This discussion lasted 30 min and went through several definitions. Usually, in our communities both terms are more or less synonymous when referring to a body of martial knowledge. The speakers all agreed that a school is easier to define since it usually refers to one master or a fundamental work. A school can also mean a physical building and two components should be there: masters and students. But it can also refer to a broader ‘school of thoughts’ in the sense of martial body of knowledge over an extended period of time. A school can also deal with several traditions.
‘Tradition’ is understood as being more flexible and harder to define. It is used in academic circles to refer to the study of text throughout the existing witnesses (historical document) and its filiation (philological tradition). Usually in our communities, it is used to refer to the concept of filiation or to define a body of martial knowledge that can evolve throughout time, but which is still represented by or connected to an authority. Would ‘tradition’ be defined by practitioners/students, with a ‘school’ being defined by the authors/teachers?
The limits of applying modern concepts to historical matters has been pinpointed. The concept of ‘heritage’ has been proposed instead of using ‘tradition’ when referring to martial material and its ‘living tradition’. To refer to the martial knowledge put in writing by a specific author, the neutral term of ‘teaching’ is also preferable. In the same direction, the concept of ‘style’ has also been pinpointed in order to identify specific technical skills interpreted from specific source material.
The discussion was raised again to see if we can apply the concepts of school or tradition for J. Liechtenauer, Fiore dei Liberi, the late German tradition and the Bolognese school.
- Defining and interpreting a body of martial knowledge out of Fightbooks and then comparing them? Limits and benefits.
There are tendencies by HEMAists and researchers to represent themselves as discoverers and to claim to revolutionize the knowledge of HEMA, once they have put forward the results of their work on primary source material and transposed it into the gym. Without attempting to lower the amazing work of the community, we reviewed several limitations that are ignored or acknowledged but consciously put aside.
We know almost next to nothing about the men behind these traditions/schools. Was Johannes Liechtenauer only a figure of authority? Can we really believe every word of the prologue in the different versions of Fiore dei Liberi’s Fightbooks? In general, the lack of scholarly prosopographical research on the matter is stunning, and the fact that it is hard or that we may lack evidence is sometimes just an excuse. The situation is different for later sources, when the writing culture and material was spread more broadly in the 16th c.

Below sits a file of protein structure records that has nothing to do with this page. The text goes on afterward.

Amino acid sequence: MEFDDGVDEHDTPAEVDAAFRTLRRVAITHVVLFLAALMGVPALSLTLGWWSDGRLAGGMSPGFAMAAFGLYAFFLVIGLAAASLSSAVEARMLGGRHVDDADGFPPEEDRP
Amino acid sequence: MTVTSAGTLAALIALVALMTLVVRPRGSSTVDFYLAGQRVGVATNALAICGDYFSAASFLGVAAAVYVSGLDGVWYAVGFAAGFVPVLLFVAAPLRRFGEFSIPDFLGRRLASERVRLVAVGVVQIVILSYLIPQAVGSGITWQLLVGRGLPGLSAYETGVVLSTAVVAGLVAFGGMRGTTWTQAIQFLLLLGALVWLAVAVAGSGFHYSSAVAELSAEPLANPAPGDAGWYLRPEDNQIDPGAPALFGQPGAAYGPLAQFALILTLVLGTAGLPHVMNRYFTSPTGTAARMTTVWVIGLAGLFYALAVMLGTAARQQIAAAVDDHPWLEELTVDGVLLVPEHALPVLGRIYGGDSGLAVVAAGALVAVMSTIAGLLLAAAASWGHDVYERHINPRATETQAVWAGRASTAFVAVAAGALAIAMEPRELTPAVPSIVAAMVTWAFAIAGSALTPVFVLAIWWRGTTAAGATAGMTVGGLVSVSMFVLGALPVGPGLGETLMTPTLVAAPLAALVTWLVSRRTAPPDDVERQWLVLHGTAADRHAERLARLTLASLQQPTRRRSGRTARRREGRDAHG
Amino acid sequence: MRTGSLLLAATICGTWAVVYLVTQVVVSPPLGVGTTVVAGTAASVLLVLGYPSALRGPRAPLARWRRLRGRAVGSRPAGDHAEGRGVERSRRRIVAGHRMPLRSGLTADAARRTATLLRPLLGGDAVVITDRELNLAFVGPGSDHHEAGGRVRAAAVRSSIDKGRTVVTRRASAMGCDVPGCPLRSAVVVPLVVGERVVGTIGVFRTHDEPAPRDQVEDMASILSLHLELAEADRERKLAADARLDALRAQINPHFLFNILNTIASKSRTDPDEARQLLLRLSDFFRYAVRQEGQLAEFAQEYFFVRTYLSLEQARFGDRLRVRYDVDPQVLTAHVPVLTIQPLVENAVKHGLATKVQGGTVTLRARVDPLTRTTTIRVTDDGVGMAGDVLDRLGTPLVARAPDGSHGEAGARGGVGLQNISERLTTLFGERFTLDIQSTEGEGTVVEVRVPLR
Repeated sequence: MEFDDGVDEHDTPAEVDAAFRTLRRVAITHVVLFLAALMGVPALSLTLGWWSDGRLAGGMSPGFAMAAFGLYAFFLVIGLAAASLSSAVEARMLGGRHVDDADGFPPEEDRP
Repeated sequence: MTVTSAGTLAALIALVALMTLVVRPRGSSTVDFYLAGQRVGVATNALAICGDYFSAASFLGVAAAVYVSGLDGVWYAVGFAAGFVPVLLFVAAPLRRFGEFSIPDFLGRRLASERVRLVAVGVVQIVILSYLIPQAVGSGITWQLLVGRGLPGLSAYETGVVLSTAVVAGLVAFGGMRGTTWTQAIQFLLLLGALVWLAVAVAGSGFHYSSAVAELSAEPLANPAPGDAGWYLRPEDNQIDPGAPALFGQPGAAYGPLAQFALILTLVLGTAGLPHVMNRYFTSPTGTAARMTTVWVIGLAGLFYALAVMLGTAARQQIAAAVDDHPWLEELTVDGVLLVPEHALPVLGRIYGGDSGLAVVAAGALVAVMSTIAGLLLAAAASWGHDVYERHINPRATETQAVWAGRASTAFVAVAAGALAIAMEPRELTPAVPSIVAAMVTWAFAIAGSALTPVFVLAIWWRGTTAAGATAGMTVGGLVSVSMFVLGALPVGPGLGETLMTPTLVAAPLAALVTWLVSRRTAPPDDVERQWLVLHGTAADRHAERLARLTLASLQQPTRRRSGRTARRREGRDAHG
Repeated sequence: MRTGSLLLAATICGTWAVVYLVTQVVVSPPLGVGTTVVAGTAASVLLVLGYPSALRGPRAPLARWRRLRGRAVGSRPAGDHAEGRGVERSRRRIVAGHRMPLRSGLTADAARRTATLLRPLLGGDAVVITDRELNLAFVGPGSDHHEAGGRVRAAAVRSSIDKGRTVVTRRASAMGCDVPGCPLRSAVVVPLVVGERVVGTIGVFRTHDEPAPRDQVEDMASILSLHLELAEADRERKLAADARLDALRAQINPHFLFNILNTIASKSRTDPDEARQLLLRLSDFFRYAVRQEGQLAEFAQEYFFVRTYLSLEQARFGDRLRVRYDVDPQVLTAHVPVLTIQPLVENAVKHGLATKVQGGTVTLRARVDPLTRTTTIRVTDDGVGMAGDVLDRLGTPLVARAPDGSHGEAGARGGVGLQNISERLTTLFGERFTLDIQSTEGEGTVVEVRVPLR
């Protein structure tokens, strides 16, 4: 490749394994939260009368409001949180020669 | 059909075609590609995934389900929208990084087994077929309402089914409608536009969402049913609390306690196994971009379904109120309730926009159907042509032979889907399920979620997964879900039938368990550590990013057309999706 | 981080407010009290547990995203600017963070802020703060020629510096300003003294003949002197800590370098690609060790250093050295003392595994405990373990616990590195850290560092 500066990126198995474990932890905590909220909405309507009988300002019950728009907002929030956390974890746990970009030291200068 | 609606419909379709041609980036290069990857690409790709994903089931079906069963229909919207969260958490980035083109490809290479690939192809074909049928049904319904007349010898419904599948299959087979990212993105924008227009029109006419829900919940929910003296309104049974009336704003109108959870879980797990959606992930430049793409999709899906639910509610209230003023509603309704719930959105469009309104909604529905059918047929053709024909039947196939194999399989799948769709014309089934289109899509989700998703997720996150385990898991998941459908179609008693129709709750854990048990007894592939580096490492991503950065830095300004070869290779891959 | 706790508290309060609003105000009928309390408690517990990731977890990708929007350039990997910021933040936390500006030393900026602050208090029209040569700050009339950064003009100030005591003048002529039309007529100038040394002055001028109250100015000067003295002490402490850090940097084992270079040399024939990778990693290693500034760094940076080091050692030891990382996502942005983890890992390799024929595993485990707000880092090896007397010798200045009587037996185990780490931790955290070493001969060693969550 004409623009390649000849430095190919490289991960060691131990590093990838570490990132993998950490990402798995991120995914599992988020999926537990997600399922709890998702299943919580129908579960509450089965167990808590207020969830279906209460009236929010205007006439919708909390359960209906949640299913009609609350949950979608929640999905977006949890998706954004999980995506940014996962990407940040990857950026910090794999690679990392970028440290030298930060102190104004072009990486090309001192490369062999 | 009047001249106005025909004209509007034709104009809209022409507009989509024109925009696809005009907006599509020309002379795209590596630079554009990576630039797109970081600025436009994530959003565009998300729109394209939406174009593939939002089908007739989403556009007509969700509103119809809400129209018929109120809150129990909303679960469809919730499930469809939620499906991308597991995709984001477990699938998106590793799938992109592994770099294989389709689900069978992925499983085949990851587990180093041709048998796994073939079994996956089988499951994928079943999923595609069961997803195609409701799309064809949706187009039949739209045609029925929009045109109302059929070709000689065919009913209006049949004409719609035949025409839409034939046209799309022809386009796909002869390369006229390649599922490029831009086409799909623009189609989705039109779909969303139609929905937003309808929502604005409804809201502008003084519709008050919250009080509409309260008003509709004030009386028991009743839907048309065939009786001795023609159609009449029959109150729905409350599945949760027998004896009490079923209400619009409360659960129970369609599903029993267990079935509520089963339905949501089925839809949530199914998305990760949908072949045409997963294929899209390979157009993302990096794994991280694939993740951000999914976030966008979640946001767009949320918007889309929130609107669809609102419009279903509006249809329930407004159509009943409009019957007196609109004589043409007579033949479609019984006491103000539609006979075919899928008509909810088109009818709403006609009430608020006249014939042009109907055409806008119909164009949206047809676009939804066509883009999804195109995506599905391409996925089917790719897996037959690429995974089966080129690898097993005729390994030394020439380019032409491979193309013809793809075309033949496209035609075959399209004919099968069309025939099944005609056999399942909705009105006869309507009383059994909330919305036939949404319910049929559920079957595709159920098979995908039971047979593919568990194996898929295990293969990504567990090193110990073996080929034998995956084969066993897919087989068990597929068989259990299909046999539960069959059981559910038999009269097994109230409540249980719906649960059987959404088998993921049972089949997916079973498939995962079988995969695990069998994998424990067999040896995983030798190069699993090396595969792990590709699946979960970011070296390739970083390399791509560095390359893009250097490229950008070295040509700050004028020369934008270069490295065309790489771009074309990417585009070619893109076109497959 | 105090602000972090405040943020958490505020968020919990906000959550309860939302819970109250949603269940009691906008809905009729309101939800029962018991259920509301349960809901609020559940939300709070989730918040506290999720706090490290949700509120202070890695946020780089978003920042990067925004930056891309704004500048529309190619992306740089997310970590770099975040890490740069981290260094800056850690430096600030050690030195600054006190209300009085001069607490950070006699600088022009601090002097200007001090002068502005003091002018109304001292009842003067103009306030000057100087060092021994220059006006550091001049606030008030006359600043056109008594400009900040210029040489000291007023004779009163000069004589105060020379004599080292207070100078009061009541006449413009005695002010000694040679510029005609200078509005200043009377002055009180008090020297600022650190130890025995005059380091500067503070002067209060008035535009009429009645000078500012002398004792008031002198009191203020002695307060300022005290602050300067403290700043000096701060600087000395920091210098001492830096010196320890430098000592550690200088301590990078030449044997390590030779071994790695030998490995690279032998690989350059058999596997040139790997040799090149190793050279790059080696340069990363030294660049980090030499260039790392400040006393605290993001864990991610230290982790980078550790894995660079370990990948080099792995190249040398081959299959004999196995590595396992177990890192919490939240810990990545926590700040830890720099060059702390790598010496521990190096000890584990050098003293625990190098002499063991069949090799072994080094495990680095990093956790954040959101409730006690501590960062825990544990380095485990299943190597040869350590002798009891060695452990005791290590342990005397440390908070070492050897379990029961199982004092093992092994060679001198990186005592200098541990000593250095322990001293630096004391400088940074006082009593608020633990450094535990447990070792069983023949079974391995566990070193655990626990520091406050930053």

Moreover, we are not sure of the involvement of the Fightmaster (the one who possessed the martial knowledge) in the processes of writing it down. A large majority of the remaining Fightbooks were compiled by students or individuals, sometime realized with different actors within a workshop or a press. Nobody today has undertaken studies on a large corpus of sources on the matter of the role of the Fightmaster in the processes of martial knowledge codification. In fact, most of our sources were not put in writing by the Fightmasters themselves.
Further, as noted by Jan-Dirk Müller (1992), the martial knowledge transmission is usually made through imitation (oral channel with demonstration, imitation and correction), not by writing and reading. So the status of the Fightbook, and especially its overestimated didactic value, can be -must be- put into question (J. Forgeng, 2012). Are the gestures codified even representative or actual (R. Mallinckrodt 2008)? It is a question that is not very popular into our communities.
There are several layers worth considering when it comes to studying Fightbooks. This list is by no mean exhaustive: understanding authorial intents (why, how), establishing the context of application of the techniques (is it meant for a specific purpose or to be applied into a specific situation), restoring it into the historical context (especially with martial ethics and material culture) and comparing it with contemporary Fightbooks (keeping in mind that we work with missing pieces of the puzzle).
- Difference and similarities between German and Italian traditions
This is what everybody was waiting for, in fact most of the technical comparisons were made during the workshops, but here’s a brief outline of some of the discussions on the matter
Fiore versus Liechtenauer?